Eventually we reach towering rock ledges at the bottom. There are coral bells, Heuchera villosa, growing in the dry shade along with maidenhair fern—the staple of moist woodlands. These ferns must be divining moisture from somewhere since it seems so unlikely to see these two plants paired together in this dry overhang.
Yahoo Falls is not the centerpiece of state tourism like the larger Cumberland Falls. It’s in a deep ravine that’s not easily accessible. You’ve got to park it and walk it—a challenge for the idle. And there is no access for technological gizmos,either, so that could exclude 53% of youth 16 – 22 years of age who’d give-up their sense of smell before they’d give-up their cell.
Pity those who may never see Yahoo Falls, the tallest waterfall (113’/ 34.5 meters) in Kentucky. If they’d taken a mid-November walk with us they could have seen the scarlet blossoms of the rambling Silene rotundifolia. What are they doing in flower now? In fact, most are long gone and the seeds have been picked nearly clean by some critter that must have been attracted to the sticky seedpods. We linger reverently over the last few blooms.
I’m still wondering where the pink muhly grass might be. They are not going to be in this shady hollow. As we were leaving, I reminded Paul that we ought to look again for the power line. (There are many power lines.) We drive back toward Cumberland Falls, find a clear-cut and park the car across the road. There is nothing telltale along the clearing. We walk to the edge of a slope. We see nothing.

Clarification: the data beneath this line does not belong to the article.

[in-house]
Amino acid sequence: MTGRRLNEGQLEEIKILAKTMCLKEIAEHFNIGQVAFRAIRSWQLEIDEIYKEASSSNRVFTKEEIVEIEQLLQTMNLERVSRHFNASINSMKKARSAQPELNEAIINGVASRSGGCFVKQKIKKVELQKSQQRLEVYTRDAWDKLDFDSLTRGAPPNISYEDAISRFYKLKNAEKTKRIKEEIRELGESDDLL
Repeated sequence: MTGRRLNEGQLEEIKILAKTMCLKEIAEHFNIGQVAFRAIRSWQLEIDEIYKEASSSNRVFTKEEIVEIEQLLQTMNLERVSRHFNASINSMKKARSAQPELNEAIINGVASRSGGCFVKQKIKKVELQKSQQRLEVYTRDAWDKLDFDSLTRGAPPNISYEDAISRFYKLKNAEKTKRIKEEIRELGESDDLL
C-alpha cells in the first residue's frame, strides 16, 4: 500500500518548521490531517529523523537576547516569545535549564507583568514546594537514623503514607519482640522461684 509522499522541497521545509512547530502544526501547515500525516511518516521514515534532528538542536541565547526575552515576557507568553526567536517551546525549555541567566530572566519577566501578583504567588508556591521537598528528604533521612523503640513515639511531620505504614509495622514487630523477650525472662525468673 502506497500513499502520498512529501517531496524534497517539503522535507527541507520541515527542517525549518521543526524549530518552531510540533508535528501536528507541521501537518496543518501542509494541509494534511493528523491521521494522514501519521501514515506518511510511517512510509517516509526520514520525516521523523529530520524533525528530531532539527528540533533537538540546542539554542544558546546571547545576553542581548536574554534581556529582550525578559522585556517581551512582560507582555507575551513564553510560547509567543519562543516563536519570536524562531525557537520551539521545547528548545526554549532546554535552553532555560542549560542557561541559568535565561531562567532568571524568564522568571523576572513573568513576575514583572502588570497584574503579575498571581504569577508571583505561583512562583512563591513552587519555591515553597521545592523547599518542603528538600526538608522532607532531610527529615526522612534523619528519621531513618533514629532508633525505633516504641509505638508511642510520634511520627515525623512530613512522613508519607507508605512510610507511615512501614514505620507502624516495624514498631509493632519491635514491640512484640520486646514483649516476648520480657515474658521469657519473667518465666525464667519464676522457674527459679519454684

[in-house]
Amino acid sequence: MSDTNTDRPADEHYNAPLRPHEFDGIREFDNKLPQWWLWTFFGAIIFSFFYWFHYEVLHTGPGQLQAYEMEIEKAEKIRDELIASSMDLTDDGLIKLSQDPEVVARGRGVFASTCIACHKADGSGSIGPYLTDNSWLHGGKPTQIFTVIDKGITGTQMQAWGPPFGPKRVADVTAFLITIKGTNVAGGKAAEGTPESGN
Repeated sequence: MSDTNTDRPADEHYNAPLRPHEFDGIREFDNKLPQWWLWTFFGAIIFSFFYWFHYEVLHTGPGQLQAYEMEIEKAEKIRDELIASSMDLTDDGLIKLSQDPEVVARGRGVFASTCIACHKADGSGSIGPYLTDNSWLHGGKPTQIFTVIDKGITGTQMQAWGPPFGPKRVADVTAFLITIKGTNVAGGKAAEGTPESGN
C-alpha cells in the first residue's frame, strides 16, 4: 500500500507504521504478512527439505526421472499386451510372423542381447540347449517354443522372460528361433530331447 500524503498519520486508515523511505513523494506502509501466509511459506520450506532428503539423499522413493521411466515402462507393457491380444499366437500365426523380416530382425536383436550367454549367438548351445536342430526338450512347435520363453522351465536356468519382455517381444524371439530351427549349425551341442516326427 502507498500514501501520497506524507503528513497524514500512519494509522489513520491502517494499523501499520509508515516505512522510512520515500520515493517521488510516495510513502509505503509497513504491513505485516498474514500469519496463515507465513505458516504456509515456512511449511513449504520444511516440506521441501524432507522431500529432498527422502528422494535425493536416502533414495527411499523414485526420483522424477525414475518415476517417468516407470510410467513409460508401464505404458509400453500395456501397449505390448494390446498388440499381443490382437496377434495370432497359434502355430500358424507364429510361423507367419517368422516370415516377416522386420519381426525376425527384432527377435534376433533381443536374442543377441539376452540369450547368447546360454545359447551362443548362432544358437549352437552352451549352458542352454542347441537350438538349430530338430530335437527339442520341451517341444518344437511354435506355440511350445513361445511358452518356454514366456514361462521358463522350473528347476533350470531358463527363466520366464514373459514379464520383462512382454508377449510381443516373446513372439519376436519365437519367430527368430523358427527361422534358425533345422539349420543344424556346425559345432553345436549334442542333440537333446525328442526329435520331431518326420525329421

As we are heading back, a hunter dressed in camouflage gear walks out of the woods. (How could I hope to spot pink muhly grass when I can’t see a guy who’s been staring at us for the last ten minutes from one hundred feet away, with an orange vest as bright as a solar flare.) He’s pleasant enough but is curious what we were up to; he’d seen us park the car. I said we were looking for pink muhly grass. Somehow, that doesn’t seem so peculiar to him. He casually acknowledges, “Ok,” with a shrug that signals that he doesn’t have a clue what I’m talking about. He confesses he hasn’t seen a deer all day, either.
It’s getting colder and the sun is going down. We’re out of time and luck. None of us will go home tonight with a trophy catch.
Allen Bush, director of Special Projects for Jelitto Perennial Seeds, in August received the Award of Merit from the Perennial Plant Association, its highest honor. Allen lives in Louisville.